Canisius Contingent Participates in Ignatian Family Teach-In

January 5, 2017 By Audrey Browka

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The Be the Light Youth Theology Institute at Canisius College co-sponsored the 19th annual Ignatian Family Teach-In for Justice, which took place November 12-14 in Washington D.C.  More than 1,800 individuals from across the country gathered for the event, which provides opportunities for attendees to learn, reflect, pray, network and advocate in the context of the Catholic faith tradition.  A significant portion of attendees were young people, ages 16 – 22, the majority of whom represent Jesuit and other Catholic institutions from within the U.S., Canada, Mexico, Puerto Rico and El Salvador.  The Canisius delegation included 21 college students, faculty and staff.  

The 2016 Teach-In theme, “Mercy in Action,” marked the closing days of Pope Francis’s Year of Mercy, inviting participants to “grow in a love which is courageous, generous and real.”   In addition to the Be the Light Youth Theology Institute at Canisius College, the Ignatian Family Teach-In was sponsored by the Ignatian Solidarity Network  

Initiated in 1997 in Columbus, GA, the Teach-In commences yearly in mid-November to commemorate the Jesuit martyrs of El Salvador. Six Jesuit priests and their two companions were murdered on November 16, 1989 for speaking out against the country’s tumultuous civil war. The Teach-In relocated from Georgia to Washington, D.C. in 2010 in response to the growing interest in legislative advocacy and accompanying educational opportunities.

On the morning of Monday, November 14, attendees gathered at Columbus Circle for a public witness, gathering with signs, banners and voices to pray, listen to active advocates, and recommit to work for justice. The Teach-In then culminated with what was estimated to be the largest Catholic advocacy day of the year. Nearly 1,400 individuals proceeded to legislative advocacy meetings with members of Congress and their staffs on Capitol Hill to urge Congress to enact immigration and criminal justice reform.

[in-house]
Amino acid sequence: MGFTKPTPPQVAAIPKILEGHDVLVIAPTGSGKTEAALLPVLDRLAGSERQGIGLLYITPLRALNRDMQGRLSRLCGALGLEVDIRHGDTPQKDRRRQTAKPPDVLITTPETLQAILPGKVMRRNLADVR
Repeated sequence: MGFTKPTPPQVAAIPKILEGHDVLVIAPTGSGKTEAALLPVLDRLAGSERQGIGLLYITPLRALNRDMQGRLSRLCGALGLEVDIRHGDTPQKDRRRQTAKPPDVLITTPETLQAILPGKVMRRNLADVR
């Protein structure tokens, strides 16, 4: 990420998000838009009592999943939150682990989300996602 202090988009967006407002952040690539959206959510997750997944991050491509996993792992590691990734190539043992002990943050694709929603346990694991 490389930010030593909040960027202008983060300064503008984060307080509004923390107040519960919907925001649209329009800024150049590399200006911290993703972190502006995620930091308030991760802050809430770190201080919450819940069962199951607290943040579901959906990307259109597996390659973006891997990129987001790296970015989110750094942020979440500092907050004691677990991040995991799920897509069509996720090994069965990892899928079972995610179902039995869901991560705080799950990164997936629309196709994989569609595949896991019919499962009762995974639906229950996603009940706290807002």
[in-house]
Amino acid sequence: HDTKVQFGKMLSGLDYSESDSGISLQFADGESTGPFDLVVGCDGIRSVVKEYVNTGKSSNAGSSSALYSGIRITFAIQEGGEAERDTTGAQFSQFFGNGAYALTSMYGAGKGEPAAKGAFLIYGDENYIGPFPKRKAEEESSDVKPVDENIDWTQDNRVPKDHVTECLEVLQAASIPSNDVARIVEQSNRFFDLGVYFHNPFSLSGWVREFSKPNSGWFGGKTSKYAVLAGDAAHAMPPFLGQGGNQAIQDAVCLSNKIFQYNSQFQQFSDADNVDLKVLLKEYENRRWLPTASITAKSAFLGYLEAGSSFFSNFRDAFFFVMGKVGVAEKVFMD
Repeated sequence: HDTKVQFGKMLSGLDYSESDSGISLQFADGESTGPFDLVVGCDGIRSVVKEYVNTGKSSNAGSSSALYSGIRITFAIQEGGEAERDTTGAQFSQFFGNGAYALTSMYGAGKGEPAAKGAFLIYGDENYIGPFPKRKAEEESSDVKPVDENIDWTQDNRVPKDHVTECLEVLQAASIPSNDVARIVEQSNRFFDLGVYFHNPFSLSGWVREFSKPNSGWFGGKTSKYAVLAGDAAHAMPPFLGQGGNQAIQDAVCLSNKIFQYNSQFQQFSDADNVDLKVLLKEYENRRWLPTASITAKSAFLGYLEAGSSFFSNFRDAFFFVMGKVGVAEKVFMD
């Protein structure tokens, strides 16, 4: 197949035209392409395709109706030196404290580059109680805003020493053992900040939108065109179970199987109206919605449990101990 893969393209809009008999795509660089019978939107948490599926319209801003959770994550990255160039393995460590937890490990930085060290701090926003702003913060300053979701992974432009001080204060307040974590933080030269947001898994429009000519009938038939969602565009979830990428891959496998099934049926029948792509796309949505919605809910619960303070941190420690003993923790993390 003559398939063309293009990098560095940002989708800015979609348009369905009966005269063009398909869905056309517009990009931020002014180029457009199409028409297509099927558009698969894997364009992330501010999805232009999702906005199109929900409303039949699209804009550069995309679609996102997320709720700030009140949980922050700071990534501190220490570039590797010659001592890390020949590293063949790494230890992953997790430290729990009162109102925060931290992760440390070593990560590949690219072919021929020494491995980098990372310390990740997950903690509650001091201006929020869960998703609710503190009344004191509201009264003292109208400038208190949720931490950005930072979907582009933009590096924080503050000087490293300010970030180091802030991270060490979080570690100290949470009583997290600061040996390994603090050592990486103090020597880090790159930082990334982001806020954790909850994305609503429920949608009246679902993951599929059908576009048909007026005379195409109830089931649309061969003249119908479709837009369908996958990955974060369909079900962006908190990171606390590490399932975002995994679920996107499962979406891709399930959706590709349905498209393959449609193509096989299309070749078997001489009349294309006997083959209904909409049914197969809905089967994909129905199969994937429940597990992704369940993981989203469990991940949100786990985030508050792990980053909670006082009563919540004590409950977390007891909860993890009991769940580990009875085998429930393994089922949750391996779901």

Keynote speakers included Sr. Norma Pimentel, executive director of Catholic Charities of the Rio Grande Valley and nationally-recognized advocate for immigrants; Rev. Greg Boyle, SJ, bestselling author and founder and executive director of Homeboy Industries; and Lisa Sharon Harper, author and Chief Church Engagement Officer at Sojourners.  

The Teach-In also offered more than 50 breakout sessions, presented by national and international speakers, including Rev. James Martin, S.J., bestselling author and editor-at-large at America magazine, and Sr. Simone Campbell, executive director of NETWORK Lobby for Catholic Social Justice.

“The Ignatian Family Teach-In for Justice represents the future of our Church,” said Christopher Kerr, executive director of the Ignatian Solidarity Network. “Attendees, particularly young people, are inspired to respond to Pope Francis’s call as people of mercy, striving to build a more justice and sustainable world.”

The Be the Light Youth Theology Institute was established at Canisius in December 2015, after the college received a $583,000 grant from the Lilly Endowment. The award coincides with a larger youth theology initiative supported by the Lilly Endowment, which seeks to encourage young people to explore theological traditions, ask questions about the moral dimensions of contemporary issues, and examine how their faith calls them to live lives of service. 

“Our unique approach for the Be the Light Youth Theology Institute will introduce high school students to what the Jesuits call ‘a faith that does justice,’ namely, Catholic philosophy and theology, viewed through the lenses of Ignatian spirituality and pedagogy,” said Canisius President John J. Hurley in announcing the establishment of the institute. 

“At Canisius, we are ideally situated to help students understand how issues of justice are truly present in an urban setting like Buffalo, and how faith and reason can form their responses to these issues,” added Stephen Chanderbhan, PhD, assistant professor of philosophy and director of the institute.